And although it is a paltry contribution, I think we owe it to those who serve to solve the problems created by their service. Solving the suicide conundrum has to be high on that list. Stars and Stripes recently had an article on the need to restrict at risk service men from guns to bring down the suicide rate. Suicide is attempted on impulse. If one can overcome the impulse or survive the attempt, the person often seeks help and lives out his life. But if there is access to a gun, the means to carry out the attempt is just a click away and the ability to survive the attempt drops exponentially compared to other means.
The brass in the Pentagon wanted to implement a program where at risk people would be asked to turn in their privately owned guns until their suicidal thoughts passed. This method of suicide prevention is called "means restriction." A study of voluntary means restriction in a group of civilians had been done where the at risk person was asked (usually by a doctor, therapist or clergy) to turn in their guns until their impulses passed. The study showed that this method reduced suicides to zero. But the Pentagon could not implement such a program because of political pressure. Seems there is a very strong lobby in Washington that favors cold dead hands over cool heads.
This is just sad, short sighted and not supportive of our troops. While our soldiers fight to defend our freedom and that freedom includes gun ownership, they also fight for a government that is not manipulated by financial interests which, in this case, is blind to the fact that it is losing its best customers.
Here is the article.

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Skip Yates August 7, 2013 | 4:58 p.m.

@Stephen: I was in Vietnam in '67, 68 and 69 and back again in '73. The first 3 years were very bad. Though not an infantryman, I wasn't a "staff officer" in Saigon. Flew up North and had my share of people trying to kill me. I have met 2 people that have 100% disability ($2800 a month for life) for PTSD that have NEVER been in combat. I think another source, though I can't remember it, showed that the suicide rate among the general population was higher than the "Iraq/Afgan" vets. You can buy a book at Barnes & Noble that helps you get benefits( fooling the shrink)...that being said, there is no program, to my knowledge that relates firearms to any of this though there was a rumor that if you had PTSD, ownership of a gun was could be against the law. Maybe we are talking about a different thing and I don't know what I'm talking about. I know a SGT that has payments for 80% PTSD yet still serves in the MO National Guard. And, there was an interesting piece in VOX a month or so ago, of a guy determined to be 100% unemployable (gets $2800 a month from the VA), with PTSD, yet took a job going back to Afganistan to the place that caused him PTSD in the first place...and he apparently IS employable..strange world isn't it? The new soup of the day is sexual harassment, which is in the eye of the beholder and can't be disproved...rates a varing degree of PTSD payments. A wonderful cash cow that is widely known among the new military folks that joined for "education money"...which you will pay for. There is a reason VA claims are now taking well over two years to reach a decision because of the number of claims submitted. Just sayin'......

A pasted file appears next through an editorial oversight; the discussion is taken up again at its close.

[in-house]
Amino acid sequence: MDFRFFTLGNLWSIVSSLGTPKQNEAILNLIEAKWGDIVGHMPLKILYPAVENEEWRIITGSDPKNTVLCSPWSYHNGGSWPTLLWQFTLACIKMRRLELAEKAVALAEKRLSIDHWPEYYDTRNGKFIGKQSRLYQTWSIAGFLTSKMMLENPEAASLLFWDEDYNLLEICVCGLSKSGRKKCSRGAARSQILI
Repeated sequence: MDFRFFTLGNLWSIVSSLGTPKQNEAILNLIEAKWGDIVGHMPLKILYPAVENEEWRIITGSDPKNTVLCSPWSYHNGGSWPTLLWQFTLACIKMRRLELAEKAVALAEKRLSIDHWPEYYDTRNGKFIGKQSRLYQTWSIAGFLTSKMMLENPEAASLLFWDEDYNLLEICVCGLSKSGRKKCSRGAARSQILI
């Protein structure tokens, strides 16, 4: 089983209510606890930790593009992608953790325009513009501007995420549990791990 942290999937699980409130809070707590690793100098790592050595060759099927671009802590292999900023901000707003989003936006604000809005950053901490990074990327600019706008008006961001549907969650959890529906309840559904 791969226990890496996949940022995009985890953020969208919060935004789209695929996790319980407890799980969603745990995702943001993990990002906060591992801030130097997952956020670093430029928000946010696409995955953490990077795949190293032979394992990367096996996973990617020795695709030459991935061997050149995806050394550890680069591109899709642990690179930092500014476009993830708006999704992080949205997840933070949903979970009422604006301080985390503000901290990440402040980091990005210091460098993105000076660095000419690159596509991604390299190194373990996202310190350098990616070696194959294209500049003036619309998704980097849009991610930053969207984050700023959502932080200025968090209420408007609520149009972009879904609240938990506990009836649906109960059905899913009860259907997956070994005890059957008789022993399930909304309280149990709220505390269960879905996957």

(Report Comment)
stephen Kightlinger August 8, 2013 | 9:27 a.m.

Hey Skip, thank you for your service. I was talking to a friend of mine yesterday whose parent's fled China ahead of Mao and the communists and they settled in South Vietnam until the bottom fell out. He was born near the end of the war and they amscrayed via boat to America. He was one of the boat people, or, more accurately, a boat baby since he was only one when he made the journey. So thanks on his behalf for helping buy his folks enough time to have him.